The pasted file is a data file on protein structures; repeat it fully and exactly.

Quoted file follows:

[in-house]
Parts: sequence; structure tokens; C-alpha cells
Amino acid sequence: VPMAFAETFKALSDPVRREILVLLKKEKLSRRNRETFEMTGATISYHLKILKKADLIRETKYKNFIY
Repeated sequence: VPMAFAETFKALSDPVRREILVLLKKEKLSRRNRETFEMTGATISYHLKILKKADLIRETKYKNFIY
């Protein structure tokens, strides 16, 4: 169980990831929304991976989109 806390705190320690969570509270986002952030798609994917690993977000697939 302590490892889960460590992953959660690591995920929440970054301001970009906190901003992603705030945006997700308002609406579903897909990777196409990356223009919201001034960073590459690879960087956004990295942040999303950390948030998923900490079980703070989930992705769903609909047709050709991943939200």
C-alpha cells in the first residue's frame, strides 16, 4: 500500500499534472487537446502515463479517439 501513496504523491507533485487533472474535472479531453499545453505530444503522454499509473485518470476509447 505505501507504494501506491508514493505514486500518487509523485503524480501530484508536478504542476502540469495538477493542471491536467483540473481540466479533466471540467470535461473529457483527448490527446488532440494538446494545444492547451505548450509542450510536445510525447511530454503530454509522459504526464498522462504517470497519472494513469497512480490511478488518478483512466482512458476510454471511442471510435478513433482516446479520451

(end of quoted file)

[in-house]
Parts: sequence; structure tokens; C-alpha cells
Amino acid sequence: VPMAFAETFKALSDPVRREILVLLKKEKLSRRNRETFEMTGATISYHLKILKKADLIRETKYKNFIY
Repeated sequence: VPMAFAETFKALSDPVRREILVLLKKEKLSRRNRETFEMTGATISYHLKILKKADLIRETKYKNFIY
């Protein structure tokens, strides 16, 4: 169980990831929304991976989109 806390705190320690969570509270986002952030798609994917690993977000697939 302590490892889960460590992953959660690591995920929440970054301001970009906190901003992603705030945006997700308002609406579903897909990777196409990356223009919201001034960073590459690879960087956004990295942040999303950390948030998923900490079980703070989930992705769903609909047709050709991943939200």
C-alpha cells in the first residue's frame, strides 16, 4: 500500500499534472487537446502515463479517439 501513496504523491507533485487533472474535472479531453499545453505530444503522454499509473485518470476509447 505505501507504494501506491508514493505514486500518487509523485503524480501530484508536478504542476502540469495538477493542471491536467483540473481540466479533466471540467470535461473529457483527448490527446488532440494538446494545444492547451505548450509542450510536445510525447511530454503530454509522459504526464498522462504517470497519472494513469497512480490511478488518478483512466482512458476510454471511442471510435478513433482516446479520451